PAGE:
Sagar Institute of Science Technology &
Asst.Prof. Sanjeev kumar gupta
• Understand basic principles of gearing.
• Understand gear trains and how to calculate ratios.
• Recognize different gearing systems and relative advantages
and disadvantages between them.
• Understand geometry of different gears and their dimensional
• Recognize different principles of gearing.
• Recognize the unorthodox ways gears can be used in different
• Gears are the most common means used for power transmission
• They can be applied between two shafts which are
• Perpendicular and intersecting
• Perpendicular and nonintersecting
• Inclined at any arbitrary an
General: Spur gears are the most commonly used gear type. They
are characterized by teeth which are
perpendicular to the face of the gear. Spur gears are by far the most
commonly available, and are generally the
least expensive. The basic descriptive geometry for a spur gear is
shown in the figure below.
Limitations: Spur gears generally cannot be used when a direction
change between the two shafts is required.
Advantages: Spur gears are easy to find, inexpensive, and
General: Helical gears are similar to the spur gear except that the
teeth are at an angle to the shaft, rather than parallel to it as in a spur
gear. The resulting teeth are longer than the teeth on a spur gear of
equivalent pitch diameter. The longer teeth cause helical gears to
have the following differences from spur gears of the same size:
o Tooth strength is greater because the teeth are longer,
o Greater surface contact on the teeth allows a helical gear to carry
more load than a spur gear
o The longer surface of contact reduces the efficiency of a helical
gear relative to a spur gear
Helical gears may be used to mesh two shafts that are not parallel,
although they are still primarily use in parallel
shaft applications. A special application in which helical gears are used is
a crossed gear mesh, in which the two shafts are perpendicular to each
other: The basic descriptive geometry for a helical gear is essentially the
same as that of the spur gear, except that the helix angle must be added as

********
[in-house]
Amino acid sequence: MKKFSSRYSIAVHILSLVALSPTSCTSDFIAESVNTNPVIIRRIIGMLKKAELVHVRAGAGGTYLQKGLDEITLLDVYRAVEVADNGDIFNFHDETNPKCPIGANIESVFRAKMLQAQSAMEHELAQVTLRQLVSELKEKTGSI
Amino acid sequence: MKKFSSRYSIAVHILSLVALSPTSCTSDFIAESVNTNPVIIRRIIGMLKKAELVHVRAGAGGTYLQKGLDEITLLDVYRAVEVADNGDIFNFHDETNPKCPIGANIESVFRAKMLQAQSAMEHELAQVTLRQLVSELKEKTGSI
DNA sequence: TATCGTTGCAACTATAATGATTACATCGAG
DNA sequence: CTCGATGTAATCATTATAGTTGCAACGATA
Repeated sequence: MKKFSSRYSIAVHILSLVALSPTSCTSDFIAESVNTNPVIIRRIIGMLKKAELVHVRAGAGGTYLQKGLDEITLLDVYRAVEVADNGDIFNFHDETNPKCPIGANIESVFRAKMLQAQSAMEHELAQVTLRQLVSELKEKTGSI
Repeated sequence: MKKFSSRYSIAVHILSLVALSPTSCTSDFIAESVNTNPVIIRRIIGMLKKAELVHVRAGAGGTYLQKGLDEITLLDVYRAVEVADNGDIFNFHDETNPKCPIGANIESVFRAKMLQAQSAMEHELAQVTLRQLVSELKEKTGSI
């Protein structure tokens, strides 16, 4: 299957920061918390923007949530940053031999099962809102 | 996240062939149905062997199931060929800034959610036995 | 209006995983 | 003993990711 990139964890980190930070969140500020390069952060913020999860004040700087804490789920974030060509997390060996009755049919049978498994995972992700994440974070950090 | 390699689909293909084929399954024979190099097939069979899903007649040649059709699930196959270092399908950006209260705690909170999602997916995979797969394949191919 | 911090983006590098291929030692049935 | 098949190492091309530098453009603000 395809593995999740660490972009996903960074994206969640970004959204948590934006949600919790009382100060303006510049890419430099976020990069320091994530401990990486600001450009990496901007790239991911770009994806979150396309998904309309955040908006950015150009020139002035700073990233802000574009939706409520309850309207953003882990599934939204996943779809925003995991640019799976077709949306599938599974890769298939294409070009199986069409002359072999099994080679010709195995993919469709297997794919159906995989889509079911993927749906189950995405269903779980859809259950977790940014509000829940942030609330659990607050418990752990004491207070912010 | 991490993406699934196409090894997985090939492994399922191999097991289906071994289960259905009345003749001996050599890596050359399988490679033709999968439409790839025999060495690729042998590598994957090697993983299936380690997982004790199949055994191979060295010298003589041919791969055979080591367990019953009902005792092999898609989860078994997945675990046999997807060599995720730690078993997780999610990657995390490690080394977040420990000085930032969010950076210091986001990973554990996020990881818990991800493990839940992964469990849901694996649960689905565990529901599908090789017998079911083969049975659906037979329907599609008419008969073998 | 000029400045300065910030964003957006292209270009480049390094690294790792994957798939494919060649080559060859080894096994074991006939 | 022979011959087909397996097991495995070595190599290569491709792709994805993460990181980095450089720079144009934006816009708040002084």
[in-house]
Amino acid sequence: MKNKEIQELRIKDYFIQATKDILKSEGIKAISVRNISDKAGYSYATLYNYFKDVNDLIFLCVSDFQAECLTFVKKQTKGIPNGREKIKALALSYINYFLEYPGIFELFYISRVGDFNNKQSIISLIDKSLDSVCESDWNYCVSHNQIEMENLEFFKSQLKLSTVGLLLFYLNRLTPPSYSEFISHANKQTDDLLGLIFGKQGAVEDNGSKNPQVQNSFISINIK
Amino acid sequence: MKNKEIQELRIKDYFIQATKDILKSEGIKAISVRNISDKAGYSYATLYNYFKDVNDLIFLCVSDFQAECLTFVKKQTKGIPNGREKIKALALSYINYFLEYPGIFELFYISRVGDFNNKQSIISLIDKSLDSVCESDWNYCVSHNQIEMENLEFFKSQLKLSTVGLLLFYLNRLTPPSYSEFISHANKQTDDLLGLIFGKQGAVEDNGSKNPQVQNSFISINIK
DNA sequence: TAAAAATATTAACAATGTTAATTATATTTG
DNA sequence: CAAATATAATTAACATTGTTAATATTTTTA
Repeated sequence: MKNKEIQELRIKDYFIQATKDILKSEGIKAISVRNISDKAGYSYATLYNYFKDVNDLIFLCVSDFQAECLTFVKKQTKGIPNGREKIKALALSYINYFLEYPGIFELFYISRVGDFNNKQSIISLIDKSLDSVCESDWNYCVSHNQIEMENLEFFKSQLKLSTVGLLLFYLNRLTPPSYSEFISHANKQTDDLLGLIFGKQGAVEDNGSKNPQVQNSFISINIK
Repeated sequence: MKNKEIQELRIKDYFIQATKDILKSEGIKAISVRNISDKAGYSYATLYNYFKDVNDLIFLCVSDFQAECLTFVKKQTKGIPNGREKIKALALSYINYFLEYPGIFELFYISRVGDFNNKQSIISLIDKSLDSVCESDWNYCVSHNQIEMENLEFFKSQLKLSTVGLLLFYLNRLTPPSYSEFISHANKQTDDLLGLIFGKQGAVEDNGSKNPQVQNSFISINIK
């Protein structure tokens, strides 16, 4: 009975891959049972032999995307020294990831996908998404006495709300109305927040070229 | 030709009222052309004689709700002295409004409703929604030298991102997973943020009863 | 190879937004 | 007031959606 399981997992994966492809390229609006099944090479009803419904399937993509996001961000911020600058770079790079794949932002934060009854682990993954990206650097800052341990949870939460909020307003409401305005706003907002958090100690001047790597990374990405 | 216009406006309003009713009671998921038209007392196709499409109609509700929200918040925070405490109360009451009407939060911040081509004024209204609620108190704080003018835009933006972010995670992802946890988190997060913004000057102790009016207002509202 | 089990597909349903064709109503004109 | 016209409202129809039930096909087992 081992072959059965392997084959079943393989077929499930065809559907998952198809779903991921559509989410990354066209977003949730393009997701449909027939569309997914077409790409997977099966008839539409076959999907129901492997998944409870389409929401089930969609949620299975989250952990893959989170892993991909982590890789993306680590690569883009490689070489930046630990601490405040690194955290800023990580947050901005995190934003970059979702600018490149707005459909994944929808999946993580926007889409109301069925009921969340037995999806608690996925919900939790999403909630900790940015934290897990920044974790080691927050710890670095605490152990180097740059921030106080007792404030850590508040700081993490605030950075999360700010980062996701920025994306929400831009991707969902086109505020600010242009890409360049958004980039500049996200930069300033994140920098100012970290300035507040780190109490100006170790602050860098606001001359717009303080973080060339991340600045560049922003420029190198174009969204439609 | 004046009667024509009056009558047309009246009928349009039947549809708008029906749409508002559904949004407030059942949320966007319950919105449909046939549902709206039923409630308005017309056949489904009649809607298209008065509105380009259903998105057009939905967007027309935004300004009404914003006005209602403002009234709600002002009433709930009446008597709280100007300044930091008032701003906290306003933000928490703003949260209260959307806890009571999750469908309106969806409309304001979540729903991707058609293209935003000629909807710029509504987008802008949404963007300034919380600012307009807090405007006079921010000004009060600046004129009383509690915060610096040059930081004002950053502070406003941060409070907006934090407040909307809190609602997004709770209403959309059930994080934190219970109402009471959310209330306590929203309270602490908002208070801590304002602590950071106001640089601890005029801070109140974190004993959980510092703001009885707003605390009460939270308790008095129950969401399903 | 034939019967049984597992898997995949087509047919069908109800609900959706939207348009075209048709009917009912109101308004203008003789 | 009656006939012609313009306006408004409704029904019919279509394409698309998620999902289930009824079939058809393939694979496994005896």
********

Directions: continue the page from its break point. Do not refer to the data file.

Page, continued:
Limitations: Helical gears have the major disadvantage that they are
expensive and much more difficult to find. Helical gears are also slightly
less efficient than a spur gear of the same size (see above).
Advantages: Helical gears can be used on non parallel and even
perpendicular shafts, and can carry higher loads than can spur gears.
General: Bevel gears are primarily used to transfer power between intersecting
shafts. The teeth of these gears are formed on a conical surface. Standard bevel
gears have teeth which are cut straight and are all parallel to the line pointing the
the apex of the cone on which the teeth are based. Spiral bevel gears are also
available which have teeth that form arcs. Hypocycloid bevel gears are a special
type of spiral gear that will allow nonintersecting, non-parallel shafts to mesh.
Straight tool bevel gears are generally considered the best choice for systems with
speeds lower than 1000 feet per minute: they commonly become noisy above this
point. One of the most common applications of bevel gears is the bevel gear
Limitations: Limited availability. Cannot be used for parallel shafts. Can become
noisy at high speeds.
Advantages: Excellent choice for intersecting shaft systems.
General: Worm gears are special gears that resemble screws, and can be
used to drive spur gears or helical gears.
Worm gears, like helical gears, allow two non-intersecting 'skew' shafts to
mesh. Normally, the two shafts are at right angles to each other. A worm
gear is equivalent to a V-type screw thread. Another way of looking at a
worm gear is that it is a helical gear with a very high helix angle. Worm
gears are normally used when a high gear ratio is desired, or again when the
shafts are perpendicular to each other. One very important feature of worm
gear meshes that is often of use is their irreversibility : when a worm gear is
turned, the meshing spur gear will turn, but turning the spur gear will not
turn the worm gear. The resulting mesh is 'self locking', and is useful in
Worm gears are normally used when a high gear ratio is desired, or
again when the shafts are perpendicular to
each other. One very important feature of worm gear meshes that is
often of use is their irreversibility : when a worm gear is turned, the
meshing spur gear will turn, but turning the spur gear will not turn
the worm gear. The resulting mesh is 'self locking', and is useful in
Limitations: Low efficiency. The worm drives the drive gear
primarily with slipping motion, thus there are high friction losses.
Advantages: Will tolerate large loads and high speed ratios. Meshes
are self locking (which can be either an advantage or a disadvantage).